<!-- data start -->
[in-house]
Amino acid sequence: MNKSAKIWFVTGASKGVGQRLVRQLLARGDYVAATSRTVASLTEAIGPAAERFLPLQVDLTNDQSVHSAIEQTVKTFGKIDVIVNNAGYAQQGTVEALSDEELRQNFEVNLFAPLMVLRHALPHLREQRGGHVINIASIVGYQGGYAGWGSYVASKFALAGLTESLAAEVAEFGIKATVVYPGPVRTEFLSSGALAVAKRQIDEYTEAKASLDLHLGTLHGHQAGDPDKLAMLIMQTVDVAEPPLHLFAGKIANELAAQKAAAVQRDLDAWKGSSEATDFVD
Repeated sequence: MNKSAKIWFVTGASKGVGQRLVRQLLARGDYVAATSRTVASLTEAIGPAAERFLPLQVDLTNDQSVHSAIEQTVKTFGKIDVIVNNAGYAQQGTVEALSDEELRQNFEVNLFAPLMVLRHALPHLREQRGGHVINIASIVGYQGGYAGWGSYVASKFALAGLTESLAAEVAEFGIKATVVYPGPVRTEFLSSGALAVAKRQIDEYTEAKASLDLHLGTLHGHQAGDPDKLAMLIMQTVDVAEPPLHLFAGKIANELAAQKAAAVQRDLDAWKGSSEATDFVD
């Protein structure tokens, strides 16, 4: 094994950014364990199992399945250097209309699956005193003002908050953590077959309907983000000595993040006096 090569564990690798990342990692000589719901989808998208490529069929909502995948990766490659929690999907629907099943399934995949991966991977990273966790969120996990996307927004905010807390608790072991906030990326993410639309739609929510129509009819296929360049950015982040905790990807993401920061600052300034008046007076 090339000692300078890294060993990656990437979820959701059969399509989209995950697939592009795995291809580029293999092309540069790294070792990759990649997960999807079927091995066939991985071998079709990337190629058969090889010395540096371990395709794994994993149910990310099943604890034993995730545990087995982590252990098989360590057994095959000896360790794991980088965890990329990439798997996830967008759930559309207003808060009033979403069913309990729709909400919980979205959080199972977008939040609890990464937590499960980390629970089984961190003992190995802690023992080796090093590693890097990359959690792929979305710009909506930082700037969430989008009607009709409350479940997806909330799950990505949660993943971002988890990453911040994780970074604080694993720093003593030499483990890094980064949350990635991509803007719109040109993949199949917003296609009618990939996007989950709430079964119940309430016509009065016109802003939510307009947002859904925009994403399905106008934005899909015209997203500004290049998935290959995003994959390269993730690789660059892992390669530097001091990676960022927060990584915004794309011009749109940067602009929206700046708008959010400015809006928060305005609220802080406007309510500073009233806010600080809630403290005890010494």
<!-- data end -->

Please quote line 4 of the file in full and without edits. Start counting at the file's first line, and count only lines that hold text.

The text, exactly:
């Protein structure tokens, strides 16, 4: 094994950014364990199992399945250097209309699956005193003002908050953590077959309907983000000595993040006096 090569564990690798990342990692000589719901989808998208490529069929909502995948990766490659929690999907629907099943399934995949991966991977990273966790969120996990996307927004905010807390608790072991906030990326993410639309739609929510129509009819296929360049950015982040905790990807993401920061600052300034008046007076 090339000692300078890294060993990656990437979820959701059969399509989209995950697939592009795995291809580029293999092309540069790294070792990759990649997960999807079927091995066939991985071998079709990337190629058969090889010395540096371990395709794994994993149910990310099943604890034993995730545990087995982590252990098989360590057994095959000896360790794991980088965890990329990439798997996830967008759930559309207003808060009033979403069913309990729709909400919980979205959080199972977008939040609890990464937590499960980390629970089984961190003992190995802690023992080796090093590693890097990359959690792929979305710009909506930082700037969430989008009607009709409350479940997806909330799950990505949660993943971002988890990453911040994780970074604080694993720093003593030499483990890094980064949350990635991509803007719109040109993949199949917003296609009618990939996007989950709430079964119940309430016509009065016109802003939510307009947002859904925009994403399905106008934005899909015209997203500004290049998935290959995003994959390269993730690789660059892992390669530097001091990676960022927060990584915004794309011009749109940067602009929206700046708008959010400015809006928060305005609220802080406007309510500073009233806010600080809630403290005890010494």